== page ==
# Class 07: Drawings as Values

This outline is also available in PDF.

Held: Wednesday, February 3, 2010

Summary: We consider another way to think about images. In particular, we consider what we call the drawings as values model, in which we describe images by transforming and composing simple pictures.

Related Pages:

Notes:

• Readings for Friday: Writing Your Own Procedures and How Scheme Evaluates Expressions (version 2).
• Sorry for the delay in posting the readings for today. It will happen again.
• Due: Assignment 2.
• Nora noted some confusion about the relationship of selections and lines, which we'll discuss.
• Don't forget: Keep your lab partners from yesterday.
• EC: CS Table Friday at noon. Information distributed via email.
• EC: CS Extras Thursday at 4:30 in 3821 (Talk on summer opportunities in CS).
• EC: Booth family fundraiser Friday night.

Overview:

• Representing images.
• Thinking about drawings through composition/decomposition.
• Pure approaches vs impure approaches.
• Lab.

## Representing Images

• As you may recall, one of the initial themes of this course is that there is more than one way to represent an image.
• Early on, we considered multiple ways to draw smiley faces.
• In this course, we will also consider multiple computational ways to think about images.
• You've seen one: We can describe images by the GIMP commands necessary to create them.
• More precisely, we can describe images computationally by a series of calls to the MediaScript GIMP Tools procedures.
• We're about to explore another.

## Drawings

• The drawing representation takes a very different perspective.
• We start with a few basic values (the unit square and the unit circle).
• We add a few operations
• Scaling
• Shifting
• Recoloring
• Grouping
• We see what benefits (and obstacles) this new approach gives us.
• Once we've described a drawing, we can create an image from it using `drawing->image`.
• This model of images models one of the ways we sometimes think about images: Every image can be thought of as a composition of simpler components.
• We just take that idea to the extreme.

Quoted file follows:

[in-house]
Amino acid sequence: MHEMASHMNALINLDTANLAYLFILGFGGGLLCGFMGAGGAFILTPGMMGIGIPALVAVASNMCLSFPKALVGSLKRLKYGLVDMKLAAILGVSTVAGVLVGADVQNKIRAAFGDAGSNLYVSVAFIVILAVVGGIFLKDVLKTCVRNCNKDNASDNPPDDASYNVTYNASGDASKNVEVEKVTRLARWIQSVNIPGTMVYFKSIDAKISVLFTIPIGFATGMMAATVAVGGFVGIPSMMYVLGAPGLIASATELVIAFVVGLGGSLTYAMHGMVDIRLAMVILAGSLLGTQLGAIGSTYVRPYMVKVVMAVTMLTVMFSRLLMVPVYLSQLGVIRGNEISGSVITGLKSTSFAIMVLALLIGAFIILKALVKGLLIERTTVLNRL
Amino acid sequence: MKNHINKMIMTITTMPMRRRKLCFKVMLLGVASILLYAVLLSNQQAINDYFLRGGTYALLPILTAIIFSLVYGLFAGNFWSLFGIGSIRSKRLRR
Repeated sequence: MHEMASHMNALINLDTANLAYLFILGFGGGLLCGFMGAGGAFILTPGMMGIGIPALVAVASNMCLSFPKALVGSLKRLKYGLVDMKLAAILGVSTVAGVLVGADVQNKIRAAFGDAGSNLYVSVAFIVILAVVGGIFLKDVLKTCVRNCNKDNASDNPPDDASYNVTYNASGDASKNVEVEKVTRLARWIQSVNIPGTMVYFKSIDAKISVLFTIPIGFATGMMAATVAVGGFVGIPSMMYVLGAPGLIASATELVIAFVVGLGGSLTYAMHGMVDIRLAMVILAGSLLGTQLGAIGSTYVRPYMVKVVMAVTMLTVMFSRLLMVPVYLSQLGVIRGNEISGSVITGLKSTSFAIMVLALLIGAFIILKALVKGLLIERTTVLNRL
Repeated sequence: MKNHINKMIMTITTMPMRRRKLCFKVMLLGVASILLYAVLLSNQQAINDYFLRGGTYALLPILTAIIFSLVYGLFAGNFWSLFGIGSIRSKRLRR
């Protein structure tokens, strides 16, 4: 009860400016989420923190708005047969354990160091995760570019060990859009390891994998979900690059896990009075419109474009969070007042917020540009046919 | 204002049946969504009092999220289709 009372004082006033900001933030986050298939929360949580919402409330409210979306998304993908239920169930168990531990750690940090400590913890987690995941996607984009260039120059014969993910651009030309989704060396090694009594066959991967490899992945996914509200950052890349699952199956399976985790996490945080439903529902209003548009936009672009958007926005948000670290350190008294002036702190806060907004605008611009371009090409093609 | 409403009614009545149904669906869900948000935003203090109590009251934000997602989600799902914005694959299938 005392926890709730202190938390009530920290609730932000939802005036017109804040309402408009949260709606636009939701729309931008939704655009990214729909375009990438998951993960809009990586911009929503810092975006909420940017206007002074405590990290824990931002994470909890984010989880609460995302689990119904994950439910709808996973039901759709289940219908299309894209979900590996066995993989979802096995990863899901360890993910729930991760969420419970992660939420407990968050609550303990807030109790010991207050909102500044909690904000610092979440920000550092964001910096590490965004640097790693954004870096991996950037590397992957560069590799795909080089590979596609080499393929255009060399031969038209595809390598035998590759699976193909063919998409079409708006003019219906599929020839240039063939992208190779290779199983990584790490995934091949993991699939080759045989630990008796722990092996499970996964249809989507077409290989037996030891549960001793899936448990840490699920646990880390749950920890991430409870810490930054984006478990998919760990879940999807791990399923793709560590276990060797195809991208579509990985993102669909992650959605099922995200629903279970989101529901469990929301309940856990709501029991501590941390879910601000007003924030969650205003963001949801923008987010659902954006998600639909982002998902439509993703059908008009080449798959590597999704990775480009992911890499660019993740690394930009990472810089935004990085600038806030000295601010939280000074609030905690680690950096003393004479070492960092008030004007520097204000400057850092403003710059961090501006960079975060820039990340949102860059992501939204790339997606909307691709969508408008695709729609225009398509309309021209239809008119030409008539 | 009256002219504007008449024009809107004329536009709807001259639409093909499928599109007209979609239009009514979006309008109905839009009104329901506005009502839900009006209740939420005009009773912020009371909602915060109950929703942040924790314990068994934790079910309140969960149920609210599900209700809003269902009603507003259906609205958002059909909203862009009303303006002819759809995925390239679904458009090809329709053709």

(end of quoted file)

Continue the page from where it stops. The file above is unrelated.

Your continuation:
## Purity

• Note that the definition of drawings uses induction, in much the same way that the definition of whole numbers uses induction.
• For whole numbers:
• 0 is a whole number
• If w is a whole number, 1+w is a whole number
• For drawings
• The unit circle is a drawing.
• The unit square is a drawing.
• If d is a drawing, then a shifted version of d is a drawing.
• If d is a drawing, then a scaled version of d is a drawing.
• If d1 and d2 are drawings, the grouping of d1 and d2 is a drawing.
• When we build a new whole number from a previous whole number (by adding 1), we don't affect the previous whole number.
• Similarly, when we build a new drawing from a previous drawing, we don't affect the previous drawing.
• Contrast this with the GIMP tools, in which each command changes (sometimes irrevocably) the underlying image.
• When operations do not affect the underlying data structure, we call them pure operations.

## Representing Drawings

• There is an underlying representation.
• You shouldn't need to know it.
• But it can be helpful to look.

## Lab

• Do The Lab.
• Be prepared to reflect.

Disclaimer: I usually create these pages on the fly, which means that I rarely proofread them and they may contain bad grammar and incorrect details. It also means that I tend to update them regularly (see the history for more details). Feel free to contact me with any suggestions for changes.

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Samuel A. Rebelsky, rebelsky@grinnell.edu

Copyright © 2007-10 Janet Davis, Matthew Kluber, Samuel A. Rebelsky, and Jerod Weinman. (Selected materials copyright by John David Stone and Henry Walker and used by permission.) This material is based upon work partially supported by the National Science Foundation under Grant No. CCLI-0633090. Any opinions, findings, and conclusions or recommendations expressed in this material are those of the author(s) and do not necessarily reflect the views of the National Science Foundation. This work is licensed under a Creative Commons Attribution-NonCommercial 2.5 License. To view a copy of this license, visit `http://creativecommons.org/licenses/by-nc/2.5/` or send a letter to Creative Commons, 543 Howard Street, 5th Floor, San Francisco, California, 94105, USA.